Black Diamond puts an ACE up its sleeve

The recent acquisition of Anker Climbing Equipment (ACE) by Black Diamond Equipment is the latest and hopefully final home for a brand that was once known as A5 Adventures.

The recent acquisition of Anker Climbing Equipment (ACE) by Black Diamond Equipment is the latest and hopefully final home for a brand that was once known as A5 Adventures.
In the climbing world, the smallest niche is big wall climbing: It’s gear intensive, relatively dangerous and scary (that would be the appeal too). It is likely that only high-altitude mountaineering has fewer participants willing to take bigger risks and spend more money. Thus, companies supplying aid equipment to the big wall market segment have always been tiny or very small departments within the umbrella of a much larger company.

In 1986, John Middendorf founded A5 Adventures in Flagstaff, Ariz., manufacturing equipment such as haul bags, portaledges and a rock hammer. In 1997, Middendorf sold A5 to The North Face. As a result of the sale, several employees lost jobs and Middendorf moved to TNF’s headquarters in San Leandro, Calif., to oversee design and production. Insiders told us then that it was a bad marriage and it was no surprise when Middendorf moved on a couple years later.

It did not take TNF long to realize it could make more money selling apparel under the A5 brand name, and in short order, A5 morphed into an urban lifestyle collection for wannabe climbers. That shift left some nifty designs for haul bags and portaledges homeless.

Longtime TNF employee Conrad Anker, a well-known climber, convinced the powers that be to let him start up ACE as an independent hardware division within TNF. That division eventually spun off into a separate office and production facility in Bozeman, Mont., with a couple of employees.

Anker took the previous A5 designs for ledges and haul bags and updated them with newer technology and some of his own design improvements. While the ACE ledges were arguably the best around for severe weather on big walls of remote corners of the globe (think Baffin Island and Baltoro Glacier), they were very expensive and overkill for big wall adventurers heading to Yosemite and Zion.

SNEWS® was told that it didn’t take too long before ACE sales numbers no longer made sense to TNF and as a result, ACE was cut free, losing its space at Outdoor Retailer inside the TNF room in the process. Thus, with limited marketing resources and limited demand, ACE has been in limbo for a couple years — until Black Diamond decided it would be the perfect addition to its climbing quiver, landing ACE in Salt Lake City, Utah.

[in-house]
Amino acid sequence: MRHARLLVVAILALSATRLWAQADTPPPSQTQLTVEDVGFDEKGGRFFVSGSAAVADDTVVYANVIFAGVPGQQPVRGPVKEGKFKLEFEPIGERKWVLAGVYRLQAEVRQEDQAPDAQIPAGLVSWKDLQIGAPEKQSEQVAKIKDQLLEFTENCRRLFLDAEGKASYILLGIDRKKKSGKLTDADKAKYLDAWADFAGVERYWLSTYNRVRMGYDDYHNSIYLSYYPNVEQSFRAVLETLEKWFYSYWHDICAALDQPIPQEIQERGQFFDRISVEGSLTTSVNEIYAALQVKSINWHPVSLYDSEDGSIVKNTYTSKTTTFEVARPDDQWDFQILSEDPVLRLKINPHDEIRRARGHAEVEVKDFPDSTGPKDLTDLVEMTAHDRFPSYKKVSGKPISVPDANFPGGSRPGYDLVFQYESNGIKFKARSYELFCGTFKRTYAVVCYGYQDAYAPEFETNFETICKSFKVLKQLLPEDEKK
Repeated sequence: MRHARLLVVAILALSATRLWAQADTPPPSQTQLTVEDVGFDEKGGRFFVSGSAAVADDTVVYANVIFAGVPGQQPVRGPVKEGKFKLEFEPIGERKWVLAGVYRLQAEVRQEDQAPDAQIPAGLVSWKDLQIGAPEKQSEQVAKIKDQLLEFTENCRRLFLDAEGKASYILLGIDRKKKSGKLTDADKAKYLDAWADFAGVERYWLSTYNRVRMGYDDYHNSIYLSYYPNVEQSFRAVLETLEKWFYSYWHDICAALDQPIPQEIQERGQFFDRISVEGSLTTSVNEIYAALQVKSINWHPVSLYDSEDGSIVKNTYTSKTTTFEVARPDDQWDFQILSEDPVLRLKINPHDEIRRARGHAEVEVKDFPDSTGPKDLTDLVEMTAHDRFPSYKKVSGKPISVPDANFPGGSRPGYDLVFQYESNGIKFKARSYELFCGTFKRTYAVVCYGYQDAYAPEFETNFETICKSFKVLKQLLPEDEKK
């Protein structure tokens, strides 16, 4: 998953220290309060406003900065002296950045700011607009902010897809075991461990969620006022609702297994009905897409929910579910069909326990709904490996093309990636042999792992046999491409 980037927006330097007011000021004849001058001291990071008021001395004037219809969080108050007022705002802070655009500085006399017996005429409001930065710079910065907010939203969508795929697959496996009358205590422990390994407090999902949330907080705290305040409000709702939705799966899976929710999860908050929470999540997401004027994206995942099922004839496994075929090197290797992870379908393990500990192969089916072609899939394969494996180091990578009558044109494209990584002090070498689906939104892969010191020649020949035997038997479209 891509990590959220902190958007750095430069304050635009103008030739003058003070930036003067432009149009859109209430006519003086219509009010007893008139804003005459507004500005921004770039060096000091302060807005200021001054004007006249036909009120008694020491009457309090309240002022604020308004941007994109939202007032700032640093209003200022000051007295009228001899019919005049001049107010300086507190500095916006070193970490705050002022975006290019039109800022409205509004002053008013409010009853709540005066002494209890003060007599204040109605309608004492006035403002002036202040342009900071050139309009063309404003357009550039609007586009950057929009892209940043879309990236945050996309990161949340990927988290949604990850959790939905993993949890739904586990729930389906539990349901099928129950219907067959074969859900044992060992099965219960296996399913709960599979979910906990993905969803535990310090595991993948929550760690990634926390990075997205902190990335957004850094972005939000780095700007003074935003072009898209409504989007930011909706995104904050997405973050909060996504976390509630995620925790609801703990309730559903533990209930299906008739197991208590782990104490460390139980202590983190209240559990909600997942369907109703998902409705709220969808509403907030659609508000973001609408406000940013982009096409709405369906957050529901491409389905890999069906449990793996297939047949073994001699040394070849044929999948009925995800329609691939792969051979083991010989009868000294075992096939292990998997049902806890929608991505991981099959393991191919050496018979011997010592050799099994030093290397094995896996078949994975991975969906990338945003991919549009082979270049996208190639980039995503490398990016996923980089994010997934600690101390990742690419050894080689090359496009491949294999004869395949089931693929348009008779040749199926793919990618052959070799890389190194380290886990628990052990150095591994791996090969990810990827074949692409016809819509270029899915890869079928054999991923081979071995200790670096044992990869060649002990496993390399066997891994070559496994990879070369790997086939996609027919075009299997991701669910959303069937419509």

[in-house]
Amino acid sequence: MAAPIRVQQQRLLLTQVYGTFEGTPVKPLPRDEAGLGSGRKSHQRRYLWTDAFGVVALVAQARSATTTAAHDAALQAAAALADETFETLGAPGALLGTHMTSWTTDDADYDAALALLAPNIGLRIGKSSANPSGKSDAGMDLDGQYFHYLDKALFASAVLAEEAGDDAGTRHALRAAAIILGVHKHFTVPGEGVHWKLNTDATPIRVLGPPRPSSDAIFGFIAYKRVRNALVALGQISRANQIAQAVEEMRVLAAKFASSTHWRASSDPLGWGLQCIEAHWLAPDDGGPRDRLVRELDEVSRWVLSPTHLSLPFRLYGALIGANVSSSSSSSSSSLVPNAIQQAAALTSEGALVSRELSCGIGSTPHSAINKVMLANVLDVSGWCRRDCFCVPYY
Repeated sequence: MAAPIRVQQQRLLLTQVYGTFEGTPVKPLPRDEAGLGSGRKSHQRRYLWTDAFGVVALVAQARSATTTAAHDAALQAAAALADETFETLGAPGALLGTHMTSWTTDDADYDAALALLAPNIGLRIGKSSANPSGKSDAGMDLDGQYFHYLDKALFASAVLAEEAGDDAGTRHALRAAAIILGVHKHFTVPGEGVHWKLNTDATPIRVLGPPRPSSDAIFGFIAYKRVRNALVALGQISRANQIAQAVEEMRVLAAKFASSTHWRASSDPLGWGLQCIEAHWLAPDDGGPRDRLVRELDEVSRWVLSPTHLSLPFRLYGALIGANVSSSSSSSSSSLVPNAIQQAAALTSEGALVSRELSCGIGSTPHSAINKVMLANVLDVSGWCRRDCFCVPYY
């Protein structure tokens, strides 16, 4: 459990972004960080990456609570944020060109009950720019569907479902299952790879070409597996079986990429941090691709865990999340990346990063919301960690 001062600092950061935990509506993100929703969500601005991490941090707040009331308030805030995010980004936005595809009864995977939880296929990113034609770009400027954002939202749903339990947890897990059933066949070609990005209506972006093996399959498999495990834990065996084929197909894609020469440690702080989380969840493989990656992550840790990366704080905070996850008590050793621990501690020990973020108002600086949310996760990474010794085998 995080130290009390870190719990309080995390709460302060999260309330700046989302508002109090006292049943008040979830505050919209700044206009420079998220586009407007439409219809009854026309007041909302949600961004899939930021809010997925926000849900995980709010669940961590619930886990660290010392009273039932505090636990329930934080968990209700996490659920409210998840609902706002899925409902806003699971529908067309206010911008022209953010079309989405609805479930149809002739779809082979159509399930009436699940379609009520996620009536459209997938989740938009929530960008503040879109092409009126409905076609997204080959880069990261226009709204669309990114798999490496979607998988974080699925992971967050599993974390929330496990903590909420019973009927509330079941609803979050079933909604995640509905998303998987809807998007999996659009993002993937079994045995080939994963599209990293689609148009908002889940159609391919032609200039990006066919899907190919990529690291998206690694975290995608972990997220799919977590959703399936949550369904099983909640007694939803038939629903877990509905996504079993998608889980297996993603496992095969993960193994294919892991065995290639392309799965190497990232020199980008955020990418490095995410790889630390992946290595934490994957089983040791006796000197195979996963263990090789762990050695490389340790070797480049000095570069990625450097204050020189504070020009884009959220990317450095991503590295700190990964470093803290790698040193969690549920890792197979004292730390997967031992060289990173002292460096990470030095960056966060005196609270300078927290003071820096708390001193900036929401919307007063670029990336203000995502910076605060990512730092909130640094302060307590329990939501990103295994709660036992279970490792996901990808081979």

Under Black Diamond’s ownership, Anker will continue to develop products from Bozeman through 2008. Manufacturing and marketing will move to Utah and eventually the line will likely consolidate. The ACE line will be shown at Outdoor Retailer Winter Market with delivery scheduled for April 2006.

SNEWS® View: This is a win-win for both Anker and Black Diamond. For Anker, he gets to stay in Bozeman and keep playing in the mountains. He is a devoted husband and stepfather of three great kids and active in promoting the legacy of Alex Lowe, his deceased climbing partner, and operating a charitable trust that teaches Sherpas safe climbing techniques.

Although Black Diamond already has a line of decent haul bags, it has not offered a portaledge since production of the SkyLounge stopped a couple years ago. From this acquisition, Black Diamond gets one of the best ledge designs around, along with some other good products, and will once again be able to compete head-to-head with Metolius (the other premier big wall company) and Fish (which owns the “best value for the buck” category) in this niche market.

Black Diamond also gets to take advantage of Anker’s considerable expertise as a climber and gear tinkerer, and in our view it’d be remiss not to listen. The company’s harnesses and gear slings for big wall climbing are very dated and could use some of Anker’s input to spruce them up. And the ACE rock hammer is a superior design to anything yet offered (no word yet if it will go into production).

Big wall climbing is never going to be huge. But for the real core climbers, and companies that sell to them, it is an important part of the game and Black Diamond just became a very serious player, as it should be.